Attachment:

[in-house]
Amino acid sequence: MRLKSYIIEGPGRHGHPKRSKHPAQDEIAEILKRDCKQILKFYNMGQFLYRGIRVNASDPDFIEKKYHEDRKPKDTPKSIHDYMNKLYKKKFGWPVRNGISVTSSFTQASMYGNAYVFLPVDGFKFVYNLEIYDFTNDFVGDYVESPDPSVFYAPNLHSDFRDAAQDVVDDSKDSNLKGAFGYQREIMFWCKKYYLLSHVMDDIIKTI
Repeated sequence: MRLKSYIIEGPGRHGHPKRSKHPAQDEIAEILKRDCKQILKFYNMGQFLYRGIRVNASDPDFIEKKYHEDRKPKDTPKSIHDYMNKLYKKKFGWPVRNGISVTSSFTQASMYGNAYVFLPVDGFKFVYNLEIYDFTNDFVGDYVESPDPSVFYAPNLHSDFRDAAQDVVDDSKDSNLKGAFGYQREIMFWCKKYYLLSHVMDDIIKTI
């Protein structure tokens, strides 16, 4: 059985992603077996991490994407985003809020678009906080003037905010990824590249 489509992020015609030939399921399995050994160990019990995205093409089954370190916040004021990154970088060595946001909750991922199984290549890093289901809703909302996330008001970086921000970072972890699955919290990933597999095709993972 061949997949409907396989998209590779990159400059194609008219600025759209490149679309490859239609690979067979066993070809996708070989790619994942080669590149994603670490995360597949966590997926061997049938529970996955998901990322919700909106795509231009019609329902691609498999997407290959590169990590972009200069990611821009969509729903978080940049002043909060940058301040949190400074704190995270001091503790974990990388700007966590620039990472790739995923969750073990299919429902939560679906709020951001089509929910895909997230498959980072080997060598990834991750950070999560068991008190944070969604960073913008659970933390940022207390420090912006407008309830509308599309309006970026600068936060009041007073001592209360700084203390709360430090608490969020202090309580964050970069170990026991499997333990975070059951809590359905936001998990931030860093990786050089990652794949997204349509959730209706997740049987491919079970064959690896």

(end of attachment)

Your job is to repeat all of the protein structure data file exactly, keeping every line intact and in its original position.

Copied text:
[in-house]
Amino acid sequence: MRLKSYIIEGPGRHGHPKRSKHPAQDEIAEILKRDCKQILKFYNMGQFLYRGIRVNASDPDFIEKKYHEDRKPKDTPKSIHDYMNKLYKKKFGWPVRNGISVTSSFTQASMYGNAYVFLPVDGFKFVYNLEIYDFTNDFVGDYVESPDPSVFYAPNLHSDFRDAAQDVVDDSKDSNLKGAFGYQREIMFWCKKYYLLSHVMDDIIKTI
Repeated sequence: MRLKSYIIEGPGRHGHPKRSKHPAQDEIAEILKRDCKQILKFYNMGQFLYRGIRVNASDPDFIEKKYHEDRKPKDTPKSIHDYMNKLYKKKFGWPVRNGISVTSSFTQASMYGNAYVFLPVDGFKFVYNLEIYDFTNDFVGDYVESPDPSVFYAPNLHSDFRDAAQDVVDDSKDSNLKGAFGYQREIMFWCKKYYLLSHVMDDIIKTI
């Protein structure tokens, strides 16, 4: 059985992603077996991490994407985003809020678009906080003037905010990824590249 489509992020015609030939399921399995050994160990019990995205093409089954370190916040004021990154970088060595946001909750991922199984290549890093289901809703909302996330008001970086921000970072972890699955919290990933597999095709993972 061949997949409907396989998209590779990159400059194609008219600025759209490149679309490859239609690979067979066993070809996708070989790619994942080669590149994603670490995360597949966590997926061997049938529970996955998901990322919700909106795509231009019609329902691609498999997407290959590169990590972009200069990611821009969509729903978080940049002043909060940058301040949190400074704190995270001091503790974990990388700007966590620039990472790739995923969750073990299919429902939560679906709020951001089509929910895909997230498959980072080997060598990834991750950070999560068991008190944070969604960073913008659970933390940022207390420090912006407008309830509308599309309006970026600068936060009041007073001592209360700084203390709360430090608490969020202090309580964050970069170990026991499997333990975070059951809590359905936001998990931030860093990786050089990652794949997204349509959730209706997740049987491919079970064959690896």